Welcome to Mirror Driving. Every week, your favorite columnists sit down and give their opinion about the latest NASCAR news, rumors and controversy. Love us or hate us, make a comment below and tell us how you feel about what we’ve said!
This Week’s Participants
Amy Henderson (Mondays/Holding a Pretty Wheel)
Phil Allaway (Tuesdays/Talking NASCAR TV & Frontstretch Newsletter)
Jeff Meyer (Wednesdays/Top 10 & Thursdays/Voices From the Heartland)
Beth Lunkenheimer (Fridays/Frontstretch Truck Series Reporter)
Pocono’s green-white-checkered finish occurred with race leader Denny Hamlin within 100 yards of the start/finish line and the white flag. Should NASCAR have thrown that caution, and was Hamlin really even short of the line when it flew?
Jeff: He said he was. And yes, NASCAR did the right thing.
Phil: Denny Hamlin claims he was, but we don’t know for sure because TNT dropped the ball. NASCAR basically had to throw the yellow, though, since Joey Logano put up a giant smokescreen.
Amy: There was no need for that caution. Logano didn’t hit anything. Any other series, it would have stayed green. It seems backwards to me. NASCAR goes all caution happy in Cup races, but is less inclined in lower series.
Phil: Not really, Amy. ARCA is less inclined, but NASCAR seems pretty uniform in their policies. The only time they’re not like that is if a race isn’t televised live.
Jeff: There’s not as much money to be made in the lower series.
Amy: What does money have to do with it?
Jeff: Less attendance, whether there are three GWCs or not. Less TV audience to worry about keeping happy, too.
Amy: Maybe that’s it — another chance for 27 commercials. But the difference remains. There are a lot of times in Nationwide on down to K&N when I wonder why they don’t throw the yellow, or wait to throw it. In Cup, they throw it for hot dog wrappers. Anyways, I just think when a car spins without hitting anything, I’m not sure it’s necessary for safety.
Beth: I never have understood NASCAR’s method for when they choose to throw the caution. More than once, I’ve seen a spin just like Logano’s on a shorter track that didn’t result in a caution in the Truck Series, so I get what you’re saying, Amy.
Jeff: What is really backwards is how in ‘04, NASCAR said that the GWC was just too dangerous for the Cup cars, especially at big plate tracks like ‘Dega. Now, it is A-OK to have up to three!
Beth: Is there a full moon or something? Because I agree with Amy on this one. No caution flag was needed there, and the ensuing chaos on the GWC would not have happened. Denny had that race won, anyway.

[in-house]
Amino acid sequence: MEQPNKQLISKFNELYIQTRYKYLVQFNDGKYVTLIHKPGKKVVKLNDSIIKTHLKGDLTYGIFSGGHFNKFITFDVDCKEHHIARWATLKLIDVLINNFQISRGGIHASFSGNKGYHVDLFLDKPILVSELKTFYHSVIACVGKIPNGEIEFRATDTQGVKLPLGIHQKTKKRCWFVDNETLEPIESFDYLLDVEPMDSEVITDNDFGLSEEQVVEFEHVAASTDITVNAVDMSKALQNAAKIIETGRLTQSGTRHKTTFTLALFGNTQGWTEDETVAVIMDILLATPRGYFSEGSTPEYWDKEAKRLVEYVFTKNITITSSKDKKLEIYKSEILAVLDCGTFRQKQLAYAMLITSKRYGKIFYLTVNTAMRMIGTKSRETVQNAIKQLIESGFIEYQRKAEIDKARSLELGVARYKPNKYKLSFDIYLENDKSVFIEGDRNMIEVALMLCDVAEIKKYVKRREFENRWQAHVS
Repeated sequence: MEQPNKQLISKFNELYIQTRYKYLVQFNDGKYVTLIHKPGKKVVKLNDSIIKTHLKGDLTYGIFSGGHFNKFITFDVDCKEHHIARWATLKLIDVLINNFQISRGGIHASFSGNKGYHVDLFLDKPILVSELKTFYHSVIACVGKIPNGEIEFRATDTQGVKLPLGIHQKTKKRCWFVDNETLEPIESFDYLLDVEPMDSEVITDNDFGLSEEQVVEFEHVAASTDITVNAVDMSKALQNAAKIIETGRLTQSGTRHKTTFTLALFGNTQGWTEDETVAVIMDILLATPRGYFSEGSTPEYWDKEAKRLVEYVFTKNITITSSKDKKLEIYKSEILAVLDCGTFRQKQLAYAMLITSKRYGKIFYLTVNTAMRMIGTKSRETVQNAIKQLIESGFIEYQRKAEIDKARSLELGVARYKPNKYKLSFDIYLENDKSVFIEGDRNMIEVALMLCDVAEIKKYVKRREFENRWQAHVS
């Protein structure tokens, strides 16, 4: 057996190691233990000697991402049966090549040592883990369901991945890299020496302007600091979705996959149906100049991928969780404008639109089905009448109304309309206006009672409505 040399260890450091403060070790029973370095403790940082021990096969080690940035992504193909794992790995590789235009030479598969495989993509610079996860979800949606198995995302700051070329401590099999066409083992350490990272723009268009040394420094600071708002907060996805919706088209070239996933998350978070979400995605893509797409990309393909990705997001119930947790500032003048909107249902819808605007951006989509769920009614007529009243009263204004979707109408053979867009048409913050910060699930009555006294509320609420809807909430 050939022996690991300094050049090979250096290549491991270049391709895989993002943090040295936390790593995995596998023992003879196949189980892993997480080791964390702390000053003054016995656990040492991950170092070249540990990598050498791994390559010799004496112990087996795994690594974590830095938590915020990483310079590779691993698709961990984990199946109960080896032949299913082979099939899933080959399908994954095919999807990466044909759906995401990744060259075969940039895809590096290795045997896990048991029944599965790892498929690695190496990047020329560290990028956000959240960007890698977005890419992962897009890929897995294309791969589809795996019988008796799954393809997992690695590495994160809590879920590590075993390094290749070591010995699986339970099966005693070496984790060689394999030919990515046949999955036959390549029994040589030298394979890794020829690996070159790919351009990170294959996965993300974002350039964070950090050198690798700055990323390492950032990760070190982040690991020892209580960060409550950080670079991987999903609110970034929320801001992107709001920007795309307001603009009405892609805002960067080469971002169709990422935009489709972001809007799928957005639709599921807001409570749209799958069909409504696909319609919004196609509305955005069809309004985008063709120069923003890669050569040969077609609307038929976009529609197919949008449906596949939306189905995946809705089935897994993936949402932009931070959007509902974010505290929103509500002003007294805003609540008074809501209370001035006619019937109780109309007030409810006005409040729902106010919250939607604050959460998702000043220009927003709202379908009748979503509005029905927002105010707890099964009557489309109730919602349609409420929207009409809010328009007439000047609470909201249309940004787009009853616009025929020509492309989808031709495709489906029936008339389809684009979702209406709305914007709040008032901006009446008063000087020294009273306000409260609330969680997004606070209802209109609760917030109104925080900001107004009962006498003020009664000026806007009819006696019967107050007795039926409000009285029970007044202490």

Amy: Exactly. The GWC didn’t change anything, and contributed to the much worse wreck on the final lap. Had NASCAR waited five seconds to see if the No. 20 could continue, the race was over and that much worse wreck wouldn’t have happened.
Beth: I honestly wouldn’t be surprised if NASCAR was trying to generate some drama over whether everyone would have enough fuel to go the distance, but I don’t know that anyone was really that close.
Jeff: They will use the GWC as much as they can. In fact, they even bragged about how, what, seven or so races this year have used at least one?
Beth: TNT dropped the ball by not showing when the yellow flew versus where Hamlin was on the track, but either way, I don’t really see that the caution was necessary.
Jeff: It was basically a boring race, and they had to manufacture the best finish they could for the show.
Beth: Agreed. NASCAR was just trying to create something they didn’t have throughout most of the race: excitement. I don’t want a wreckfest, but it would have been nice to have a bit more side-by-side racing… I almost fell asleep.
Jeff: I did take a nap, and usually do during the race. It’s like the ultimate mute button.
People are talking about the Kevin Harvick/Joey Logano ruckus, but nobody is mentioning AJ Allmendinger and Kesey Kahne’s brushup on the last lap. Was that just hard racing, or a serious mistake on Allmendinger’s part? And what will be the long-term ramifications of yet another teammate spat?
Jeff: Why is it a mistake on AJ Allmendinger’s part? He was just racing for a good finish, too. There shouldn’t be teammates on the last lap.
Beth: Agreed. Allmendinger didn’t do anything another driver wouldn’t have done.
Phil: If you take Kasey Kahne‘s quote at face value, the ramifications are just about nil. Of course, that’s because he doesn’t talk to him anyway.
Beth: Kasey has been gone from RPM for awhile now, and I’m sure he’s just trying to get through this season to move on.